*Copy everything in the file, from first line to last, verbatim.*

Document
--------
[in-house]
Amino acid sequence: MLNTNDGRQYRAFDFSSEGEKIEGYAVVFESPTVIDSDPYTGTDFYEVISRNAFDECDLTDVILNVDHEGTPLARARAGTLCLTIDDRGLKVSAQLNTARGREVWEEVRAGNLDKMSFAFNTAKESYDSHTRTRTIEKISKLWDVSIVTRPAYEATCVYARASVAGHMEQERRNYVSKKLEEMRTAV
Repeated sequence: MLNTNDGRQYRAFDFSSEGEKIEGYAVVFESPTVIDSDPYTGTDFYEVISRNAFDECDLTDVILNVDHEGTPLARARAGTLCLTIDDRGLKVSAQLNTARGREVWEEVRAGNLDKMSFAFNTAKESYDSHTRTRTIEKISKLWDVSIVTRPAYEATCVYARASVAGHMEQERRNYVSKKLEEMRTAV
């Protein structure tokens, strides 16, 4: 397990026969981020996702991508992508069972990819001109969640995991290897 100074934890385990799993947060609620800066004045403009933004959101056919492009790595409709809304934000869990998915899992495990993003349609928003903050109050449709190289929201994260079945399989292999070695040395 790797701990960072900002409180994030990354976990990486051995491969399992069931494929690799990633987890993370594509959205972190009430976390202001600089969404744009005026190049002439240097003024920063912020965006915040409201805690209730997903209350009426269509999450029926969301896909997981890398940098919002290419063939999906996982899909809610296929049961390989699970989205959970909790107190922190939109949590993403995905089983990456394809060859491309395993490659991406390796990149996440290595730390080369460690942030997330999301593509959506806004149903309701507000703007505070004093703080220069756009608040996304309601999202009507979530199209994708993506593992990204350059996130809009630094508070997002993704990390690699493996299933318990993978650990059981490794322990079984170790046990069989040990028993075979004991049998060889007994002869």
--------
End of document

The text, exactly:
[in-house]
Amino acid sequence: MLNTNDGRQYRAFDFSSEGEKIEGYAVVFESPTVIDSDPYTGTDFYEVISRNAFDECDLTDVILNVDHEGTPLARARAGTLCLTIDDRGLKVSAQLNTARGREVWEEVRAGNLDKMSFAFNTAKESYDSHTRTRTIEKISKLWDVSIVTRPAYEATCVYARASVAGHMEQERRNYVSKKLEEMRTAV
Repeated sequence: MLNTNDGRQYRAFDFSSEGEKIEGYAVVFESPTVIDSDPYTGTDFYEVISRNAFDECDLTDVILNVDHEGTPLARARAGTLCLTIDDRGLKVSAQLNTARGREVWEEVRAGNLDKMSFAFNTAKESYDSHTRTRTIEKISKLWDVSIVTRPAYEATCVYARASVAGHMEQERRNYVSKKLEEMRTAV
């Protein structure tokens, strides 16, 4: 397990026969981020996702991508992508069972990819001109969640995991290897 100074934890385990799993947060609620800066004045403009933004959101056919492009790595409709809304934000869990998915899992495990993003349609928003903050109050449709190289929201994260079945399989292999070695040395 790797701990960072900002409180994030990354976990990486051995491969399992069931494929690799990633987890993370594509959205972190009430976390202001600089969404744009005026190049002439240097003024920063912020965006915040409201805690209730997903209350009426269509999450029926969301896909997981890398940098919002290419063939999906996982899909809610296929049961390989699970989205959970909790107190922190939109949590993403995905089983990456394809060859491309395993490659991406390796990149996440290595730390080369460690942030997330999301593509959506806004149903309701507000703007505070004093703080220069756009608040996304309601999202009507979530199209994708993506593992990204350059996130809009630094508070997002993704990390690699493996299933318990993978650990059981490794322990079984170790046990069989040990028993075979004991049998060889007994002869």